The Septuagint (LXX), a translation of the Hebrew Bible into Greek, is a valuable complement to the study of the Hebrew Bible. Providing an early witness to the text of the Hebrew Bible, the LXX can also be particularly helpful with understanding difficult Hebrew texts, and is the basis of many of the Old Testament quotations found in the New Testament.
The Lexham Greek-English Interlinear Septuagint, however, takes advantage of its digital environment to offer multiple layers of English glosses that reflect the complexity of the Greek language structure. The Logos version offers two levels of interlinear translation. The first is the lexical value, which is a gloss of the lexical or dictionary form of the word. The second is the English literal translation, a contextually sensitive gloss of the inflected form of the word. The difference in these glosses is subtle, but powerful. The first gloss answers the question, "What does this word mean?" The second gloss answers the question, "What does this word mean here?"
In addition, the underlying Greek text (Rahlf’s edition of the LXX) is fully morphologically tagged, including dictionary forms of words (lemmas) for easy lookup in standard Greek lexical tools.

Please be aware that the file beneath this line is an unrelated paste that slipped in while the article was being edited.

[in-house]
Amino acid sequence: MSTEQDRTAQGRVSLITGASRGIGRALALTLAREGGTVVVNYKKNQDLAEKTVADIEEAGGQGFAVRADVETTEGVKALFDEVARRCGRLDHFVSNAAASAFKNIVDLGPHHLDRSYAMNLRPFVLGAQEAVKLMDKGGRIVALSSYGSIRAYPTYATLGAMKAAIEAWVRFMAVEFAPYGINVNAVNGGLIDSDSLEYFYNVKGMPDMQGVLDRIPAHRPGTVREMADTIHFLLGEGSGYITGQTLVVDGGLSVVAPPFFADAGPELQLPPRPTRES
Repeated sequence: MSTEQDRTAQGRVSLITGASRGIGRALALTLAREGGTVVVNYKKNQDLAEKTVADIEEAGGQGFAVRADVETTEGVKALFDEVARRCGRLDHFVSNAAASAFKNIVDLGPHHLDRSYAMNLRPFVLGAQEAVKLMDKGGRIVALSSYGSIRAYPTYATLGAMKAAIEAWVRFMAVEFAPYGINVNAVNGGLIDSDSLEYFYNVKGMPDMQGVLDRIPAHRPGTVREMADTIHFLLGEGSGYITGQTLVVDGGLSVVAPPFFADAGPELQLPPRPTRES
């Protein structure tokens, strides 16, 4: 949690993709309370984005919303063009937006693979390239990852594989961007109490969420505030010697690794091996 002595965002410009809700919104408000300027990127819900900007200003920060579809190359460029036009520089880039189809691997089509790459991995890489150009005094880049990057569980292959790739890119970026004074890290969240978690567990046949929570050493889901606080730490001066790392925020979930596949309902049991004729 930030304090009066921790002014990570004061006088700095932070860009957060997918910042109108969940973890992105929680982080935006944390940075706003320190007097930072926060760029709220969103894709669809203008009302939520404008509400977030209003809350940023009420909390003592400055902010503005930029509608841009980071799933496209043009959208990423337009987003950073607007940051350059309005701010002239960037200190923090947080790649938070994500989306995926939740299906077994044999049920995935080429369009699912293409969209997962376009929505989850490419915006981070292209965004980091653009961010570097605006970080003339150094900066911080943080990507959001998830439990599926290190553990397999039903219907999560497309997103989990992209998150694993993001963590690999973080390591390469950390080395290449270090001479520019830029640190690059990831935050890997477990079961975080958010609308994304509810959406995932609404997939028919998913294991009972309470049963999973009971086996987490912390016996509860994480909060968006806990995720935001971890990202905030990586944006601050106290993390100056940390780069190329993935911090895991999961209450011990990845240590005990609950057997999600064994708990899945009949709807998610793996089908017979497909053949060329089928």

With Logos, this volume is enhanced by amazing functionality. Important terms link to dictionaries, encyclopedias, and a wealth of other resources in your digital library. Perform powerful searches to find exactly what you’re looking for. Take the discussion with you using tablet and mobile apps. With Logos Bible Software, the most efficient and comprehensive research tools are in one place, so you get the most out of your study.
Continue your study with Lexham Greek-English Interlinear New Testament Collection.
- Full morphological tagging
- Alternate texts included
- Two levels of interlinear translation: the lexical value, and the English literal translation
- Culmination of a multi-year effort involving dozens of Greek scholars
About the Editors
Randall Tan is currently serving as a linguist for the Asia Bible Society, editing their Greek and Hebrew Syntactical Treebank Projects. He was a professor of biblical studies at Kentucky Christian University and The Southern Baptist Theological Seminary, and as assistant editor of the Southern Baptist Journal of Theology.
David A. deSilva is distinguished professor of New Testament and Greek at Ashland Theological Seminary. He has specialized in the fields of Second Temple Judaism, the social and cultural environment of the first-century Greco-Roman world, the Epistle to the Hebrews, and the Revelation of John.